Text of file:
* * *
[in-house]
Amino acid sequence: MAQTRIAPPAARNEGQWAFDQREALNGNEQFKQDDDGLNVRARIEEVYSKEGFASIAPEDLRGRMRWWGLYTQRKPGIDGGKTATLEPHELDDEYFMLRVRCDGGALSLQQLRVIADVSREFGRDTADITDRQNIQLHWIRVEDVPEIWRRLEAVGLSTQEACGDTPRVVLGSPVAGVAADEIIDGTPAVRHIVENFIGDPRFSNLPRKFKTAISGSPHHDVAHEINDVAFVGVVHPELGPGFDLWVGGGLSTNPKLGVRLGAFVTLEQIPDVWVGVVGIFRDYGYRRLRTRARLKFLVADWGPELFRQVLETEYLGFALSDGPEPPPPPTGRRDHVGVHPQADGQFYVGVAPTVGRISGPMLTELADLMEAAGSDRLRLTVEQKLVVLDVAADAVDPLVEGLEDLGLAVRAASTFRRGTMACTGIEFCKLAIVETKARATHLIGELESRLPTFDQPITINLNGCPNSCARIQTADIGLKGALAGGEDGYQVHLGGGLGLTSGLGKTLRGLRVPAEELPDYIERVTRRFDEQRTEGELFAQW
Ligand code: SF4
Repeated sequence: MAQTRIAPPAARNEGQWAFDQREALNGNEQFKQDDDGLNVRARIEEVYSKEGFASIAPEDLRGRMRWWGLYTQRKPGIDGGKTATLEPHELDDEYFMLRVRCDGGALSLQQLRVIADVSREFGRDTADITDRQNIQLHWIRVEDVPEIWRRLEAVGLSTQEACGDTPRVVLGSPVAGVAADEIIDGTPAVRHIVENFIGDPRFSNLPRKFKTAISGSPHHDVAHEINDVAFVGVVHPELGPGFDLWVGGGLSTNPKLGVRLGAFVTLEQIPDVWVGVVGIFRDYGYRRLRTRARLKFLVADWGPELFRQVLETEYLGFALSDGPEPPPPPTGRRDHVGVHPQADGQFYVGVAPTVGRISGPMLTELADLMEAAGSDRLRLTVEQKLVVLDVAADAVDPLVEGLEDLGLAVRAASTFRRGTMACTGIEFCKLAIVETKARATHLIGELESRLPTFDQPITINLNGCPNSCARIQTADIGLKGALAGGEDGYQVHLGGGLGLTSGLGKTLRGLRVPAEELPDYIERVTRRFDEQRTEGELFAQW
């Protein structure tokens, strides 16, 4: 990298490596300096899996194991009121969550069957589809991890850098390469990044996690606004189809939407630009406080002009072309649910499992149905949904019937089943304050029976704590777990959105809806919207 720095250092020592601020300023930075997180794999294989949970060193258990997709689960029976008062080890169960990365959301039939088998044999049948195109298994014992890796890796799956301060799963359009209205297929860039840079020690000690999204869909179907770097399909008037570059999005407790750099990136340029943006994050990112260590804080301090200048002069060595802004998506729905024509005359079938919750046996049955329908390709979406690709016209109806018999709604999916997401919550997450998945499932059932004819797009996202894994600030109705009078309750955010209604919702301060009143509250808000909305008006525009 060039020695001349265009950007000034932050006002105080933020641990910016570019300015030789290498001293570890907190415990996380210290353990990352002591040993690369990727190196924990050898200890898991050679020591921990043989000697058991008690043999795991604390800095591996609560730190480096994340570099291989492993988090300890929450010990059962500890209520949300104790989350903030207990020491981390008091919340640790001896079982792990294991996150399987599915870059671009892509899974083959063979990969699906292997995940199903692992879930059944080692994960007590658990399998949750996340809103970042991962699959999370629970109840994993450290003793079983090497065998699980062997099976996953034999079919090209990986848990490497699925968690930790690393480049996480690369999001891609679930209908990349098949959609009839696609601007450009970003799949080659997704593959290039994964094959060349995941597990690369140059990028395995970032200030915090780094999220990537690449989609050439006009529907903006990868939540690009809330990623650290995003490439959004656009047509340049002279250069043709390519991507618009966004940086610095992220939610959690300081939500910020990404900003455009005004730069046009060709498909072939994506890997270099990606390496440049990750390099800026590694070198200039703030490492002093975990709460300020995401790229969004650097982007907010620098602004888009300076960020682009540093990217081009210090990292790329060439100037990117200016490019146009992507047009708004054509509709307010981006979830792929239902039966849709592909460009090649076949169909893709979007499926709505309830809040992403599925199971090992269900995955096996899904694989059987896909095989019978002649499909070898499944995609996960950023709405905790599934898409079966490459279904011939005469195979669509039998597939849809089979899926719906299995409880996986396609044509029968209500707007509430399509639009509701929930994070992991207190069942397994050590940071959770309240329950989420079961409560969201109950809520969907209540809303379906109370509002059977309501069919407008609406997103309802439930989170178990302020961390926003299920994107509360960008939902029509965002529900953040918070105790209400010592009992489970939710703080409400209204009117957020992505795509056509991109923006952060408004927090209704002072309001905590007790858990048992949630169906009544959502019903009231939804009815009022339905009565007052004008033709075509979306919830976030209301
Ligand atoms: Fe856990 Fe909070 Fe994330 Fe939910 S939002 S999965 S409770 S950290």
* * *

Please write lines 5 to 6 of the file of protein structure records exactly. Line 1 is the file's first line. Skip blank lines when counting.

């Protein structure tokens, strides 16, 4: 990298490596300096899996194991009121969550069957589809991890850098390469990044996690606004189809939407630009406080002009072309649910499992149905949904019937089943304050029976704590777990959105809806919207 720095250092020592601020300023930075997180794999294989949970060193258990997709689960029976008062080890169960990365959301039939088998044999049948195109298994014992890796890796799956301060799963359009209205297929860039840079020690000690999204869909179907770097399909008037570059999005407790750099990136340029943006994050990112260590804080301090200048002069060595802004998506729905024509005359079938919750046996049955329908390709979406690709016209109806018999709604999916997401919550997450998945499932059932004819797009996202894994600030109705009078309750955010209604919702301060009143509250808000909305008006525009 060039020695001349265009950007000034932050006002105080933020641990910016570019300015030789290498001293570890907190415990996380210290353990990352002591040993690369990727190196924990050898200890898991050679020591921990043989000697058991008690043999795991604390800095591996609560730190480096994340570099291989492993988090300890929450010990059962500890209520949300104790989350903030207990020491981390008091919340640790001896079982792990294991996150399987599915870059671009892509899974083959063979990969699906292997995940199903692992879930059944080692994960007590658990399998949750996340809103970042991962699959999370629970109840994993450290003793079983090497065998699980062997099976996953034999079919090209990986848990490497699925968690930790690393480049996480690369999001891609679930209908990349098949959609009839696609601007450009970003799949080659997704593959290039994964094959060349995941597990690369140059990028395995970032200030915090780094999220990537690449989609050439006009529907903006990868939540690009809330990623650290995003490439959004656009047509340049002279250069043709390519991507618009966004940086610095992220939610959690300081939500910020990404900003455009005004730069046009060709498909072939994506890997270099990606390496440049990750390099800026590694070198200039703030490492002093975990709460300020995401790229969004650097982007907010620098602004888009300076960020682009540093990217081009210090990292790329060439100037990117200016490019146009992507047009708004054509509709307010981006979830792929239902039966849709592909460009090649076949169909893709979007499926709505309830809040992403599925199971090992269900995955096996899904694989059987896909095989019978002649499909070898499944995609996960950023709405905790599934898409079966490459279904011939005469195979669509039998597939849809089979899926719906299995409880996986396609044509029968209500707007509430399509639009509701929930994070992991207190069942397994050590940071959770309240329950989420079961409560969201109950809520969907209540809303379906109370509002059977309501069919407008609406997103309802439930989170178990302020961390926003299920994107509360960008939902029509965002529900953040918070105790209400010592009992489970939710703080409400209204009117957020992505795509056509991109923006952060408004927090209704002072309001905590007790858990048992949630169906009544959502019903009231939804009815009022339905009565007052004008033709075509979306919830976030209301
Ligand atoms: Fe856990 Fe909070 Fe994330 Fe939910 S939002 S999965 S409770 S950290």